This article was written by Carol Reynolds, Pam Golding Properties area principal for Durban Coastal
Residential property has always been perceived as a relatively stable and safe investment which has demonstrated ongoing resilience as an asset class.
It’s a unique investment class because it is tangible and because investors are able to gear their investments with their rental income. Through gearing, and even syndication, small investors can get started with a relatively small deposit and in time, their asset base can grow into something of significant value.
If correctly geared, investors can leverage their property portfolio and effectively use other people’s money to grow their asset base. The first critical issue is to ascertain what type of property investment you seek. For example, you may be looking to flip for profit which is a shorter term investment strategy and involves securing a good purchase with potential to renovate and resell in a short space of time.
If this is your aim, then it is ideal to purchase a property that requires cosmetic changes rather than structural ones, as the key is to try and spend around 15 percent of the value of the property on renovations. If the renovations are extensive, and therefore expensive, you may need to hold onto the property for a period of time in order to maximise the gain.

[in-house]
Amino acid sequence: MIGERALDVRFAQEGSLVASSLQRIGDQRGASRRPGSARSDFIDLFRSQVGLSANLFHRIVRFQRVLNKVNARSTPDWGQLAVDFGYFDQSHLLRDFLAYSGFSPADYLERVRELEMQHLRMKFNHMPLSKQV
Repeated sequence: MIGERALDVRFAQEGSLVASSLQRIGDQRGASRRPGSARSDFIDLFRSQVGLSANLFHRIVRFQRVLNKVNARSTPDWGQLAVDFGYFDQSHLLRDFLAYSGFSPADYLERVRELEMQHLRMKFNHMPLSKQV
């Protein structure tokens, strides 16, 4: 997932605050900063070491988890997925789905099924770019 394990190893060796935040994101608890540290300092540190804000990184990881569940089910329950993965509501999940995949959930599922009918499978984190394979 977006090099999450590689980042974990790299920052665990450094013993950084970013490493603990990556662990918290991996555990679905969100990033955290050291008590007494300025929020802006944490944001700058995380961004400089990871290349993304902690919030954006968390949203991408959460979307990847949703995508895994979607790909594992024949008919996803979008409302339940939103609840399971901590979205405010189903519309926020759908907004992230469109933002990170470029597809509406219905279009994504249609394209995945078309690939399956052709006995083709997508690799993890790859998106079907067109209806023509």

If you are looking to flip, then acquisition costs need to be factored into your sums, and capital gains tax also needs to be taken into account. Ideally, you want to buy for under R2 million, spend a maximum of R300 000 renovating, and then achieve a gain on the resale of at least 10 percent of your total expenditure. Your sums need to include finance costs, transfer costs and then capital gains tax.
Looking at medium-to-longer term investment options, there are three key factors to bear in mind: risk, return and growth. As minimising risk is important, consider a diversified portfolio, or perhaps a portfolio with lots of little investments spread across a few nodes. If you have significant money to invest, then perhaps long-term capital appreciation is your main priority, in which case you require a solid investment portfolio in the most sought-after areas.
Tenant profiling is key. Statistics show that the most reliable tenants are those in the R5000 – R15 000 per month category. So from an investment perspective, properties that sell for between R1 million and R3 million are best from a rental return perspective. Try and find a sectional title unit with two bedrooms for under R1 million. Transfer costs will be little or nothing, because if you buy a home for R900 000 or below, you do not pay any transfer duty, and your tenant profile will be good. Put down R500 000 and gear the balance by way of a rental of at least R5000 per month. If your rent just covers your costs (or is slightly lower than your costs) then you will enjoy the tax benefit.
In time, your rent will escalate and if you can pay an extra amount of say R1000 per month on your bond. You will quickly reach a position enabling you to leverage this asset and use this access facility to enable you to acquire your second sectional title unit.
Readers are advised to seek professional advice from qualified advisors before making investment decisions